Upside-down dairy-cow mortgages in East Texas

Most of the state had adequate or better soil moisture levels, but East Texas remained extremely dry, according to Texas AgriLife Extension Service reports.

According to the U.S. Drought Portal, the public information website for National Integrated Drought Information System, many counties bordering the Texas/Louisiana border are now experiencing "moderate drought" conditions.

The extremely dry region encompasses counties from north of Longview to the Houston area and east of U.S. Interstate 45.

The extremely dry and moderate drought counties comprise only about 10 percent of the state, according to the U.S. Drought Portal.

Wood County, east of Dallas, is technically "extremely dry" and technically not in a drought, but if you're a livestock or dairy producer, it's a moot point, said Clint Perkins, AgriLife Extension agent for Wood County.

"But we are pretty droughty," Perkins said. "If we don't get a rain about every 10 to 14 days, we're in a semi-drought because of our sandy soils."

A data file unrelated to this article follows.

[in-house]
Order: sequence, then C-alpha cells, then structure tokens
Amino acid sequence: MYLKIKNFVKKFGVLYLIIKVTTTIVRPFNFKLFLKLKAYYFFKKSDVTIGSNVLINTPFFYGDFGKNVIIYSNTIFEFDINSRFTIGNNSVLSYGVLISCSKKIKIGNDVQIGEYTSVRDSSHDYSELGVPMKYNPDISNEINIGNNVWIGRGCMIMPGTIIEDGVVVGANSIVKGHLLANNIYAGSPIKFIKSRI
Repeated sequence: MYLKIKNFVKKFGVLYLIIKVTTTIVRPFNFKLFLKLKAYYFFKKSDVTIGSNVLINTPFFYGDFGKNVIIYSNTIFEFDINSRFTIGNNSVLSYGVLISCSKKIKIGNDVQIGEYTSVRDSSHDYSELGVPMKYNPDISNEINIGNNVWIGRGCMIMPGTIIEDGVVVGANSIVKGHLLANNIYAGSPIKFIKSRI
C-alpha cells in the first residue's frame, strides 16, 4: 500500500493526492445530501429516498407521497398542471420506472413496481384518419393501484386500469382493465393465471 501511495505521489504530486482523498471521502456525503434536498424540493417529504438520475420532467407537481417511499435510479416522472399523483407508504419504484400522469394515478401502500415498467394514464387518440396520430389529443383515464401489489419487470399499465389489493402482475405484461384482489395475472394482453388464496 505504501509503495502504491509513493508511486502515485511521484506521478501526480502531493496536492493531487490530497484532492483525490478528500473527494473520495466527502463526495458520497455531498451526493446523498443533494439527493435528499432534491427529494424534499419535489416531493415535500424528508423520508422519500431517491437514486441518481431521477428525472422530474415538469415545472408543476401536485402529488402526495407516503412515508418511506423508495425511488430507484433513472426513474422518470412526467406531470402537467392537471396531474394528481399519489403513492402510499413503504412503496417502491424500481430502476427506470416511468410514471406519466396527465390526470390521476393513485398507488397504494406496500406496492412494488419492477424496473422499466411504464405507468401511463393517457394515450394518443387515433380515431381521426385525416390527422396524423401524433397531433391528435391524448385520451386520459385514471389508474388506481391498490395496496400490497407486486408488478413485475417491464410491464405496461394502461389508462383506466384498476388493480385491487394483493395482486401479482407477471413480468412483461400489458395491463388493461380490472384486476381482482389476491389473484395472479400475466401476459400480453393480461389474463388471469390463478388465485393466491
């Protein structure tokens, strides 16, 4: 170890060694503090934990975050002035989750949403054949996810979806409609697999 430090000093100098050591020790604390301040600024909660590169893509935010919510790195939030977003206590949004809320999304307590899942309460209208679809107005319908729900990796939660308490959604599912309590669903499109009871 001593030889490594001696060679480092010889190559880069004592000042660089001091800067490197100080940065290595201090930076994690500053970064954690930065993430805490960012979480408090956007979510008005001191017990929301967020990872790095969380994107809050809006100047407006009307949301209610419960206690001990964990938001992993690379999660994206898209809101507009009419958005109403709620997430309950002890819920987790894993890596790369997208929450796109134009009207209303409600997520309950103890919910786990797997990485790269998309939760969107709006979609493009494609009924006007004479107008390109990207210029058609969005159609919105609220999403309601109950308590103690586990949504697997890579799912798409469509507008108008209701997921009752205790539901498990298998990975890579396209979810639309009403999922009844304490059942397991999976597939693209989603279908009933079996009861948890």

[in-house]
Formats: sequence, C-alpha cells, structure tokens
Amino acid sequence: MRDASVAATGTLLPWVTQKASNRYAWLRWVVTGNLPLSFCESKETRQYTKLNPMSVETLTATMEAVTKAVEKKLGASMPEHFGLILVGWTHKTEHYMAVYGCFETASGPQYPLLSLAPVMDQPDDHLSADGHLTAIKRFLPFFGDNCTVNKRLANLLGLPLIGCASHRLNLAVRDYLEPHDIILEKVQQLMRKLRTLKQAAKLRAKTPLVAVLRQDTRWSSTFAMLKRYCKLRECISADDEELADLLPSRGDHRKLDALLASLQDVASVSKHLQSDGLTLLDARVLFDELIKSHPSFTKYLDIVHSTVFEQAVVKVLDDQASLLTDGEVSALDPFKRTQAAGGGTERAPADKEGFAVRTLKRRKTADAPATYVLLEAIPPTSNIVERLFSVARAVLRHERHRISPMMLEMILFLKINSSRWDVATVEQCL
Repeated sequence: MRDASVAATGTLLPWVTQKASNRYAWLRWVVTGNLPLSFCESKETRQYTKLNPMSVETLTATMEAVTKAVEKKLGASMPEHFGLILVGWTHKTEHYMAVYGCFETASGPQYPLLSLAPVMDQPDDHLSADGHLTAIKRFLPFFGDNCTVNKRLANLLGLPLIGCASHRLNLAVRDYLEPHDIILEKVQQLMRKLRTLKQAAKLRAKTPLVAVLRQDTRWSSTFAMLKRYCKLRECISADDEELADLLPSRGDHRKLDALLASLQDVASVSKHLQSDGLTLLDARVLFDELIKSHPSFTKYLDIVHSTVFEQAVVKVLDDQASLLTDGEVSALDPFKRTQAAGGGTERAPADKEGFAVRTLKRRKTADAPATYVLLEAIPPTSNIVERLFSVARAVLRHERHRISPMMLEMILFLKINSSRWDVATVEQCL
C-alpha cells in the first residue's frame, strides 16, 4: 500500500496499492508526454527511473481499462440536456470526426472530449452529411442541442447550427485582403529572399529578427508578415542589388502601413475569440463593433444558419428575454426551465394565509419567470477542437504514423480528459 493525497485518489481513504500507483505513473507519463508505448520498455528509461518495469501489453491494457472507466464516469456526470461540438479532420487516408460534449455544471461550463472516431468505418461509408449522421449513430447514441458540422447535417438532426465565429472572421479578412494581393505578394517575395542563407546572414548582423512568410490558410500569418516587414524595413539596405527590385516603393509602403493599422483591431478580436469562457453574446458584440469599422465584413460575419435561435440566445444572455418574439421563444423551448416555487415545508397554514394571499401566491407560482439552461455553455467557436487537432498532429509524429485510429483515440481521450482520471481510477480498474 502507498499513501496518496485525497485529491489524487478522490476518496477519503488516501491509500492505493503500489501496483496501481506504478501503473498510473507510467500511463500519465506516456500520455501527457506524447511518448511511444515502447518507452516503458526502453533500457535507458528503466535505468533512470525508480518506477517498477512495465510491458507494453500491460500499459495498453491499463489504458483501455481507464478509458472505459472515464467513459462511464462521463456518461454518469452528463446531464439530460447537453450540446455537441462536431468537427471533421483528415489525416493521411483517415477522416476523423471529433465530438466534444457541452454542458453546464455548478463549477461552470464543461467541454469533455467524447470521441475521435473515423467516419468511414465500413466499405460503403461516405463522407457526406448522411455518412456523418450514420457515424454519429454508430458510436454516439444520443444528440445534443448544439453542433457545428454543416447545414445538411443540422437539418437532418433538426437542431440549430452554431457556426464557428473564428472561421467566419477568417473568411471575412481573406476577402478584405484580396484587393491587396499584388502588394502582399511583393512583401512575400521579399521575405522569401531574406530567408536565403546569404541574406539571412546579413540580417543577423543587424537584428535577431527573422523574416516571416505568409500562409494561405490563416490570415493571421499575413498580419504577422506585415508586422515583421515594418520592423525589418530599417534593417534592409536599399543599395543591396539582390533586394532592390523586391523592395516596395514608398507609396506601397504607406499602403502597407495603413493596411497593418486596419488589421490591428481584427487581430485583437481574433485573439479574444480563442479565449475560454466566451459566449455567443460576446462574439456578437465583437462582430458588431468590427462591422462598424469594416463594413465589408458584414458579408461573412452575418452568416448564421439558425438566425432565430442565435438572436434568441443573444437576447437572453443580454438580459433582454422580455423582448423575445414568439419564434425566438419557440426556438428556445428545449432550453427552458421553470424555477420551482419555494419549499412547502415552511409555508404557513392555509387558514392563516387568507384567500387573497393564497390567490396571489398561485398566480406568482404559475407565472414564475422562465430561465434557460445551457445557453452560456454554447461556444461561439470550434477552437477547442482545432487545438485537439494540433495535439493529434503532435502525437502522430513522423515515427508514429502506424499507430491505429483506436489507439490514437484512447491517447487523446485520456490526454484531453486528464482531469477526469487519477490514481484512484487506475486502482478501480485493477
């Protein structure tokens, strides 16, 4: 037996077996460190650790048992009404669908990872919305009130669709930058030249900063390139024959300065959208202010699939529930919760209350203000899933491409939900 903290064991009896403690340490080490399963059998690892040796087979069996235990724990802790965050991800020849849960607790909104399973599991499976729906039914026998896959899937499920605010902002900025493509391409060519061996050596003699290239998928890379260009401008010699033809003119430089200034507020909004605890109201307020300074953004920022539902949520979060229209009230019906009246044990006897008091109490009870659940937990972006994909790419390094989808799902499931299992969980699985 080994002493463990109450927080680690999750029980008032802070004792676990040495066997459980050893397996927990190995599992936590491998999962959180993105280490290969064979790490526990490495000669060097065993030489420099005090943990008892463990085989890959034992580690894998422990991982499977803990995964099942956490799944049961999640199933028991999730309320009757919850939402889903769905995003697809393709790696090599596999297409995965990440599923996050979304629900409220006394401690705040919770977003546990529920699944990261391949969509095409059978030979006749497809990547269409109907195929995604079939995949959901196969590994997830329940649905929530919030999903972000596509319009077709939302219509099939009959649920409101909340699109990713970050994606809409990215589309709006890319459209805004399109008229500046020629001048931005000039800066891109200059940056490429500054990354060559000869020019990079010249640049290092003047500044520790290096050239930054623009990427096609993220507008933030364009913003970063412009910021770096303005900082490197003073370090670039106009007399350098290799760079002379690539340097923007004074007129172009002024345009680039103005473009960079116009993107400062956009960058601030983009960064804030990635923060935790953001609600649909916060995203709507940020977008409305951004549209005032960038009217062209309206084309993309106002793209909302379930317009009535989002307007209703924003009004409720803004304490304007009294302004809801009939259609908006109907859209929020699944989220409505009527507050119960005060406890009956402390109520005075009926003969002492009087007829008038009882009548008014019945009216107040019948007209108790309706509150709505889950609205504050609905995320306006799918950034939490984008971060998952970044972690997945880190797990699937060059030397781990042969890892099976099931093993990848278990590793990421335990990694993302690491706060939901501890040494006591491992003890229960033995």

The hardship on his county's farmers has been compounded because of not just a dryer than normal May but a cooler one too, he said. The past week was the first this year that nighttime temperatures climbed into the high 60s to low 70s.

"Our bermudagrass pastures have greened up, the nighttime temperatures really haven't been high enough to promote excessive growth," Perkins said. "Coupled with the very limited rainfall, we're just not producing any hay right now."

Most of the dairies in his area are grazing dairies that supplement with feed, Perkins said. They have had an abundance of ryegrass, but ryegrass is a winter grass, and it's drying down and bermudagrass pastures are trying to come on, but there's no moisture.

Perkins is particularly concerned about the dairy producers in his county. Because of previous droughts, low milk prices and high feed costs, they have lost considerable equity, and now milk prices are bottoming out again. He hasn't seen any dairy operators sell out yet, but suspect they would if they weren't "upside-down" on the financing of their cow herds.

"I'd probably lose some of them if the price of cows were a little higher," he said. "The problem is they have their cows mortgaged for more than they are worth right now."

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